7) On white folks who want to get involved:

“If white people are serious about fighting white supremacy and anti-Blackness, they need to start within themselves. This kind of work is essential because without it, white people will enter movement spaces and cause the same kinds of harm Black people are trying to get away from. They need to confront the ways they’ve been shaped by anti-Black ideas and been complicit in defending the racial hierarchy. They need to dedicate themselves to the work of fighting against racism in their own communities, instead of rushing straight into spaces where Black people are trying to heal and organize for our own freedom.

“White people should consider how they can organize for racial justice in ways that give Black people space: space where we’re free from the pressure to educate them, perform for them, or coddle them. One option is for white people to join non-Black ally movement groups that work in parallel with Black-led organizations and are accountable to trusted Black leaders: White People for Black Lives (WP4BL) or Showing Up for Racial Justice (SURJ), for instance. White people who really get it understand that such space is necessary” (p. 163).

As a white person hoping to be useful to the cause of racial justice—and who knows a lot of fellow white people in a similar boat (hi, Lake B)—I appreciate this warning and encouragement. Not every justice movement space is a space for us—and that’s okay. Not every space needs to be for us, and not every space should cater to us. 

This doesn’t mean we can’t be useful. It just means that anti-Blackness is so deeply ingrained in us that we need to be thoughtful, careful, and humble about where and how we show up, so that we don’t do more harm than good.

8) On hope:

 “Frankly, I thought hope was bullshit. Mostly because all of the hopeful people I knew had a tendency to minimize problems in order to stay positive. It seemed that the only people I knew who had hope weren’t paying close attention to what’s going on in the world. [Activist Rebecca Solnit’s book] Hope in the Dark was the beginning of a journey that would permanently shift my perspective.

“The idea that struck me most in Solnit’s book was that there’s a difference between hope and certainty. To be hopeful doesn’t mean we’re sure about the future. ‘Hope is an embrace of the unknown and the unknowable, an alternative to the certainty of both optimists and pessimists,’ she explains. ‘Optimists think it will all be fine without our involvement; pessimists adopt the opposite position; both excuse themselves from acting.’ My mouth dropped open when I first read those words. They gave me a concept of hope that looked ugly truths in the face and left room for human agency. It felt like good news” (p. 169).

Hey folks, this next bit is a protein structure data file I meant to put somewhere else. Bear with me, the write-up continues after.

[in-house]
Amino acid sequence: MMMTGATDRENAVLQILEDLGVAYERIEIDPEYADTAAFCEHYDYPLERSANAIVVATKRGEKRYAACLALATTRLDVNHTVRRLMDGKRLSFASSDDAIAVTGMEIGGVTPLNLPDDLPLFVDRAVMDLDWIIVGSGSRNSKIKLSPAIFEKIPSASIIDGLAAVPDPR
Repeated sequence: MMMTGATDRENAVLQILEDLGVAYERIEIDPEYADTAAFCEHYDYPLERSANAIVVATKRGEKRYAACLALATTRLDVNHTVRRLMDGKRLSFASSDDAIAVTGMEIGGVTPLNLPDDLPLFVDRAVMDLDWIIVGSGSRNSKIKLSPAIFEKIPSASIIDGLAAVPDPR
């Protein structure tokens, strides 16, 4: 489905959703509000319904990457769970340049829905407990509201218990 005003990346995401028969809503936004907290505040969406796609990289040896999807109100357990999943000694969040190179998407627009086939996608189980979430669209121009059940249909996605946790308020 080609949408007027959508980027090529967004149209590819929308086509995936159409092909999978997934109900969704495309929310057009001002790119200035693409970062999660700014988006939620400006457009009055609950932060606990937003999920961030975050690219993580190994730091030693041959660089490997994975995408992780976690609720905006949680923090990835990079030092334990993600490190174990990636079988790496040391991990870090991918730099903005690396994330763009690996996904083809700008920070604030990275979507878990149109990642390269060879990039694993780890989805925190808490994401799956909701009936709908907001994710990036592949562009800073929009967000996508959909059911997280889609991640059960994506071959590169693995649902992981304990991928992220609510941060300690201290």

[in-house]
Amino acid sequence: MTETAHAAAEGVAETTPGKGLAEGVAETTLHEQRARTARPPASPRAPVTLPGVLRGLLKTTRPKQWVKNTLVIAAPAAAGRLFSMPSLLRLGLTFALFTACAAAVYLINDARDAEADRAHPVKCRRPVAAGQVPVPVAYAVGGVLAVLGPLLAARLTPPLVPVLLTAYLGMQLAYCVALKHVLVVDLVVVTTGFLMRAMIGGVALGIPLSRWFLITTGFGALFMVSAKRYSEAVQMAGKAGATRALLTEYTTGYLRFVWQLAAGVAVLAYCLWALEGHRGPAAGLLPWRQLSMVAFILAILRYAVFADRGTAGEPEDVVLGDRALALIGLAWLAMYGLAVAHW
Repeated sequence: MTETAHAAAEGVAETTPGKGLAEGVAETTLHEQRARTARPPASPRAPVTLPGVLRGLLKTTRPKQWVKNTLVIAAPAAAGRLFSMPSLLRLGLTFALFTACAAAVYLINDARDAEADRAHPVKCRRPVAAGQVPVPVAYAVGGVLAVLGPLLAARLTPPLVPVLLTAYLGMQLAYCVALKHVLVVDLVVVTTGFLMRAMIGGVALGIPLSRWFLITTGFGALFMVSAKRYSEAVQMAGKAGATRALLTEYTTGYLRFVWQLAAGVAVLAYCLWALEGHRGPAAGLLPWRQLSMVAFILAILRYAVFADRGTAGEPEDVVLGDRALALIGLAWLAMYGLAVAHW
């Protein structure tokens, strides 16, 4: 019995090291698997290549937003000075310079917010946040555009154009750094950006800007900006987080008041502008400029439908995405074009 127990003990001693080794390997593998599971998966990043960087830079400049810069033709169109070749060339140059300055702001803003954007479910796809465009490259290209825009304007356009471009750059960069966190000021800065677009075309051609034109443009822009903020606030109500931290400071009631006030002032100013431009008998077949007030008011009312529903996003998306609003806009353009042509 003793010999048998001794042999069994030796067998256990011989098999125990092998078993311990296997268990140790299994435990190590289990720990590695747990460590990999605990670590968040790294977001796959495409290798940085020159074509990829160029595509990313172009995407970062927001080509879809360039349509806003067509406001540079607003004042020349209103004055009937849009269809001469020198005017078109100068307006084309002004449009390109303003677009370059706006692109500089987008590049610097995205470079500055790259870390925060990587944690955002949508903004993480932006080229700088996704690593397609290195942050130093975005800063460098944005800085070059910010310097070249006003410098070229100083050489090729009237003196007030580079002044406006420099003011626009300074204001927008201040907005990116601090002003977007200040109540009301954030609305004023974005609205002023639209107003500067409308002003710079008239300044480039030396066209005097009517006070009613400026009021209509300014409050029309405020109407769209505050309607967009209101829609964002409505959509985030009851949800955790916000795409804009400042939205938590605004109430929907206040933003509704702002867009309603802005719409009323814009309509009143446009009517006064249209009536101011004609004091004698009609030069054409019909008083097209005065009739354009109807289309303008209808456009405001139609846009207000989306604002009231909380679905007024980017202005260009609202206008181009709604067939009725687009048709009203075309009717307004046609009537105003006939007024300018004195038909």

I feel this tension between holding onto hope and trying to pay attention to what’s actually going on in the world. I also really enjoyed Hope in the Dark. I have not been engaged in activist scholarship and struggle nearly as deeply as Andre has, but in the ways I have tried to engage, Solnit’s book felt like good news to me, too.

As far as good news goes, I feel like many of us who’ve been involved in the evangelical world have been awakening to a realization that the white American evangelical gospel doesn’t actually feel like good news. (As Andre articulates in his song Playing Hookey.) So I think it’s worth asking, and paying attention to our answers: What does feel like good news?

What’s actual, legit good news for you? For your community? For those “with their backs against the wall,” as Howard Thurman writes in Jesus and the Disinherited? I don’t know if the answers that come to you will line up very well with a conservative evangelical version of Christianity. But I suspect God might be in them. 

Well, this really just scratches the surface of a few parts of Andre’s book. There’s a lot there. I hope you get a chance to read it, and I’d love to chat about it if so (here, FB, email, real life, whatever you prefer)!

Super chill book review part 1: All the White Friends I Couldn’t Keep (Andre Henry)

I was fortunate to cross paths with Andre Henry while studying at Fuller, and I have a great deal of respect for him as a musician, writer, and human. So my expectations for his first book, All the White Friends I Couldn’t Keep: Hope–and Hard Pills to Swallow–About Fighting for Black Lives (Convergent 2022), were pretty high.

All the White Friends I Couldn’t Keep did not disappoint. I knew Andre was brilliant, but it’s a whole other thing to see that brilliance laid out so eloquently, bravely, and compellingly on the pages of a whole book. I’m thankful for the labor of love this book must have been.

There are a few quotes and thoughts I’d like to share. It got kind of long, though, so we’re going to take it in two parts. Here’s the first! 

1) “Contrary to what people love to say about racial violence—that it springs from ignorance or blind hatred—the Maafa wasn’t, and isn’t, senseless. The crime was undertaken for a reason: profit. Over and over again, in their writings about the slave trade, white men spoke of how they must use the sweat and suffering of enslaved Africans to build their banks and textile industries, their ships and plantation homes, and to produce whatever else they ‘needed’ to buy or sell: their coffee, tea, sugar, rum, cotton, indigo. It was just business” (p. 20).